Finding a full-time position after an extended period of contract work is a blessing for most, but can also be a minefield when it comes to delivering the news tactfully and professionally. When figuring out how to get out of a temp agency – or indeed, any workplace – a carefully-considered resignation and handover plan is essential in maintaining your reputation and future hire ability.
Whether your reasons for leaving are positive, negative, or simply due to a change in circumstances, the same principle remains: learning how to successfully navigate the resignation process so that all parties are left feeling respected is an essential life skill to master.
Temporary jobs are convenient for a number of reasons, such as filling in the gaps between pursuing full-time work or getting to experience a variety of roles and industries before making a commitment. However, if your ultimate goal is full-time employment, the moment will eventually arrive when you have to leave one job and start another, and sometimes before your current contract has ended.
So, what is the most diplomatic way to get out of a temp agency or general contract earlier than expected, without burning bridges? While there are no hard-and-fast answers, preparing yourself adequately is key to getting where you want to be: closer to your new full-time position.
By maintaining a positive, professional attitude at all times, you can ensure the doors of opportunity will always be open for you– even if you aren’t able to see your contract through to its expiry. Here are a few steps you can take to ensure you’ve considered all angles of a successful resignation:
Contact your temp agency
If you found your current job through a temp agency, such as Innovo Staffing, the first step you should take is to contact your agency representative and inform them of your decision to leave, especially if it is prior to the agreed date.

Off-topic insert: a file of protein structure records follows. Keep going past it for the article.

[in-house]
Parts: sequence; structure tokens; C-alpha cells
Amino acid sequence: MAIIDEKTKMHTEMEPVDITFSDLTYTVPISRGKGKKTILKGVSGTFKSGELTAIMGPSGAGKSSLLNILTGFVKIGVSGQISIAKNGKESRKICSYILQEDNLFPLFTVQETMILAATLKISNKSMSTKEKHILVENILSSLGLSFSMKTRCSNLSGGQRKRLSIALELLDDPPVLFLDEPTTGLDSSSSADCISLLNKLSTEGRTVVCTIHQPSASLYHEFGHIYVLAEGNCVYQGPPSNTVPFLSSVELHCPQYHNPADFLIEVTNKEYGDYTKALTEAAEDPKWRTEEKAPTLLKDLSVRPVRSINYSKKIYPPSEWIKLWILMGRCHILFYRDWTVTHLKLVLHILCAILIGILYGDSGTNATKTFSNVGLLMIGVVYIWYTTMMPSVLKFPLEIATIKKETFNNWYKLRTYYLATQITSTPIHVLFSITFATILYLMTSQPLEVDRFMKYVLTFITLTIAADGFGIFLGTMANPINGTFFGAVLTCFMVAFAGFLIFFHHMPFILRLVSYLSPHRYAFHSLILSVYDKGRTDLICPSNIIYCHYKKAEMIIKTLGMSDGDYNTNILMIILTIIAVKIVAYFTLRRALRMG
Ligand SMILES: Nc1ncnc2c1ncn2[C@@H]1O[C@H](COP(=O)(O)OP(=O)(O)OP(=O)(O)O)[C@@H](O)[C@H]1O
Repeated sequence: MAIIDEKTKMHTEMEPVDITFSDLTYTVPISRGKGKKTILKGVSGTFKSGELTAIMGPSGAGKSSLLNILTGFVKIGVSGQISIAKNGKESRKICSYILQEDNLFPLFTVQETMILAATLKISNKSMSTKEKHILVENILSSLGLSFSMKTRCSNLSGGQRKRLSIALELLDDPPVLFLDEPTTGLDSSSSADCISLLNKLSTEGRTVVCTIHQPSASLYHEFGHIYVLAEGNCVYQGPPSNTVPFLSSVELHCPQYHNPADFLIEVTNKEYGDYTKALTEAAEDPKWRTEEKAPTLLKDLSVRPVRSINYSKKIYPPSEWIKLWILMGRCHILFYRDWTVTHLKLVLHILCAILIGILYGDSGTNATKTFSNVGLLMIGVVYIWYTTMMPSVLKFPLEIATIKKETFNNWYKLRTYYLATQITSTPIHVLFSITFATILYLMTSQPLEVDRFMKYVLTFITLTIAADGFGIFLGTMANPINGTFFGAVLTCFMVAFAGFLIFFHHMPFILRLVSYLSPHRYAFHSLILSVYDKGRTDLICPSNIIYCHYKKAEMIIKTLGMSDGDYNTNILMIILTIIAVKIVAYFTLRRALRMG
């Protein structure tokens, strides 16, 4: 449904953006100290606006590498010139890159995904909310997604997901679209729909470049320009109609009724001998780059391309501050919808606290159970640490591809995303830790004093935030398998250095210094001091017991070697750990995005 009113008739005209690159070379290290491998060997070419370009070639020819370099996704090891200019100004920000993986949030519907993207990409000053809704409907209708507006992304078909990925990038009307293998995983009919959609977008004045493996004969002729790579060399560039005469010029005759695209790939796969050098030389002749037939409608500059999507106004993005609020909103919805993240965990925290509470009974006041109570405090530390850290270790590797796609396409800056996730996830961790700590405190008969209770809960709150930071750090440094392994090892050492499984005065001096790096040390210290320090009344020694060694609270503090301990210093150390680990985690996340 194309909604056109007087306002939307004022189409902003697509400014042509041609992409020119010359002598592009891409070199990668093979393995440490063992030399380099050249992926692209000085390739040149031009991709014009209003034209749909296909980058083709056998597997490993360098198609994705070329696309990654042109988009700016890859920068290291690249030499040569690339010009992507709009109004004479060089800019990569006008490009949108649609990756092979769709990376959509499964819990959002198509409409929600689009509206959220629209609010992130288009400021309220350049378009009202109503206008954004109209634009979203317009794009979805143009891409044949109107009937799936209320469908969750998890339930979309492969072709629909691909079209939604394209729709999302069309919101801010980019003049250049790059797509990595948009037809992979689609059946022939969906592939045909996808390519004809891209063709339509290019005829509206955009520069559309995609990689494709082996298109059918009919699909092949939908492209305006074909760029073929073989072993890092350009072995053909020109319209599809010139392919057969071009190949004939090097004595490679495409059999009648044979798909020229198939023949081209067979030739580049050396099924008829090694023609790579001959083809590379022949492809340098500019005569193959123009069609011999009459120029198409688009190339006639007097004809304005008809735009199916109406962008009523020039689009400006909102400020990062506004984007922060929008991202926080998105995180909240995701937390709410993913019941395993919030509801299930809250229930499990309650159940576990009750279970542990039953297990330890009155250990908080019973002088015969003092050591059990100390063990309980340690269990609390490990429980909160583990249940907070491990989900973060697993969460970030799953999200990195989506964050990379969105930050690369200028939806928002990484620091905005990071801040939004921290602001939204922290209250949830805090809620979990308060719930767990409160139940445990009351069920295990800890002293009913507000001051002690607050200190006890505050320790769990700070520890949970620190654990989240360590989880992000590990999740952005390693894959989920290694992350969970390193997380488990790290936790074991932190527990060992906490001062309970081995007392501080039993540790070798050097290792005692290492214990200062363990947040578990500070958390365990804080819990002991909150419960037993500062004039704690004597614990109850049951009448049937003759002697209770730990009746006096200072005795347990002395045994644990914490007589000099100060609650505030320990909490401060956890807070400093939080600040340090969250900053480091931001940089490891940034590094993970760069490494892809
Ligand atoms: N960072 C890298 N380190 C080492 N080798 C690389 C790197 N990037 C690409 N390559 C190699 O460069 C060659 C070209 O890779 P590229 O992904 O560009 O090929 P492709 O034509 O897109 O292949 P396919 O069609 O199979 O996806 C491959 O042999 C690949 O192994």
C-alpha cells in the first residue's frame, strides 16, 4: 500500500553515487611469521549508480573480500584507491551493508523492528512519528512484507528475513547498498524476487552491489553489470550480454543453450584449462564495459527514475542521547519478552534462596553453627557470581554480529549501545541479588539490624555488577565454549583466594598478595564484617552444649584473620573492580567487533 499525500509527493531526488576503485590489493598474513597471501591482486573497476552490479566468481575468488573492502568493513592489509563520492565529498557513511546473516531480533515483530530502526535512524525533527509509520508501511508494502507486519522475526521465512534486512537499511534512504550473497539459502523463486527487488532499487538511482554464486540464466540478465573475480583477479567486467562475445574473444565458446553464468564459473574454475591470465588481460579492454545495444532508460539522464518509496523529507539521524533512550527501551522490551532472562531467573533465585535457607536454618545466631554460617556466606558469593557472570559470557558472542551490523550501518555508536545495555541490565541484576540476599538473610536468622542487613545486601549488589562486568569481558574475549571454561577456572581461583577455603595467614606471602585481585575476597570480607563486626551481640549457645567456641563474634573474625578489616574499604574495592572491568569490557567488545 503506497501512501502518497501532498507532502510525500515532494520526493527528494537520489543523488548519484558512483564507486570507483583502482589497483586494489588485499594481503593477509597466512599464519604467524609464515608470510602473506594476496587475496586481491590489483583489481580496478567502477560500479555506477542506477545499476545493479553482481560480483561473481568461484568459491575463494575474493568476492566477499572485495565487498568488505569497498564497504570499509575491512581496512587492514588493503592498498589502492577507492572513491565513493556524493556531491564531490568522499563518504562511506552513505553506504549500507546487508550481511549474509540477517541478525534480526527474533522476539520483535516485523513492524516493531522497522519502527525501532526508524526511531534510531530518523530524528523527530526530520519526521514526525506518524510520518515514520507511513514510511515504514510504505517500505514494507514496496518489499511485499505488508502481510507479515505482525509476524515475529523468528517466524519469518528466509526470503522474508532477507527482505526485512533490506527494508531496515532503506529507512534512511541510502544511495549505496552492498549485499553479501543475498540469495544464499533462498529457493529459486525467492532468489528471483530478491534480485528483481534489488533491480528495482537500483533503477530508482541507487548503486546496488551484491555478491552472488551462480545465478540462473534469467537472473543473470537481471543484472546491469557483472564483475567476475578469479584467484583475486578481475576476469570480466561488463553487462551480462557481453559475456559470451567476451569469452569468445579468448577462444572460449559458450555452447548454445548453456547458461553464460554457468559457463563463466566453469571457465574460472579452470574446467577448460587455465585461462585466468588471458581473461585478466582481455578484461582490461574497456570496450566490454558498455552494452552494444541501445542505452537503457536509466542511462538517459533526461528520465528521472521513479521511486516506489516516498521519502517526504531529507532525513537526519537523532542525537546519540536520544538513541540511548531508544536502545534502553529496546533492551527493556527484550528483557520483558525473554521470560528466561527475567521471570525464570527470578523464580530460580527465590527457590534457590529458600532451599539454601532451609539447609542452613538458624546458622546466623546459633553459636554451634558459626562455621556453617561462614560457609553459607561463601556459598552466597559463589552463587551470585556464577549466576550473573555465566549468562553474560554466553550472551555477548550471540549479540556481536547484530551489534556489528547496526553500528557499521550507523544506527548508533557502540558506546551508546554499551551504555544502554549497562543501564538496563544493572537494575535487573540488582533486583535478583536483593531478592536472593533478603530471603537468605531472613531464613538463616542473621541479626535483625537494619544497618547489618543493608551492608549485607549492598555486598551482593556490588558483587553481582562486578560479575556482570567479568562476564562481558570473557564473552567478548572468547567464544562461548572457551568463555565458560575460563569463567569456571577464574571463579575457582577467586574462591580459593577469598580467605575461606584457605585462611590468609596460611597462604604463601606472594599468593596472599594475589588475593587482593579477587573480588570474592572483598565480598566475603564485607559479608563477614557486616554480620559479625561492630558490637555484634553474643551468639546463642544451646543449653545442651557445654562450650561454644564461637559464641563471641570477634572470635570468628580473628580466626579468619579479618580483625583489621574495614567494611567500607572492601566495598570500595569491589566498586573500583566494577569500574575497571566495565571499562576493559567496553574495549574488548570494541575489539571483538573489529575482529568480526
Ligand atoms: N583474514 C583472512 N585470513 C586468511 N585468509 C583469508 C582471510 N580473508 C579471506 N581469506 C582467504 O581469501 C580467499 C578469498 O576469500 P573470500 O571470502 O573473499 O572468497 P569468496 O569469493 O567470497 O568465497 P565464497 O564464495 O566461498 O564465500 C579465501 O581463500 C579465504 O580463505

Generally speaking, you’re considered an employee of the temp agency even if the majority of your time has been spent with the contract employers you are currently with.
While this may seem a little off-course for those used to direct employment, contacting your temp agency first is the right way to go when planning your resignation. Firstly, the reputation of your temp agency is largely hinged upon the quality of candidates on their books, and they’ll want to make sure that any possible surprises are handled with the utmost professionalism and care. Furthermore, with a wealth of company background knowledge to assist the process, they will be able to give you the best advice on how to go about leaving.
Review your contract
Before you compose your resignation letter, it’s important to read over your contract carefully to check that you’re not in breach of any policies. Some contracts stipulate a mandatory notice period you may have to work through before leaving your job. If this isn’t specified in your contract, a minimum of two weeks’ notice is the industry standard.
You should consider your notice period when negotiating the terms of your new full-time position, though some companies can pile on the pressure for an immediate start. It is always a good idea to leave the start date open to negotiation so that you’re able to fulfill your contractual obligations at your current workplace. Though it may be inconvenient for your new employer to wait, they’ll certainly be able to appreciate your concern and loyalty towards your current company, knowing that you’ll treat them with the same respect.
Your contract may also detail set leaving procedures, such as how to report your resignation and in what order. Calling your temp agency representative is typically enough to get the ball rolling and ensure everything is handled properly. You should always follow up a phone call with an email, so that there is a written, time-stamped trail of all communication.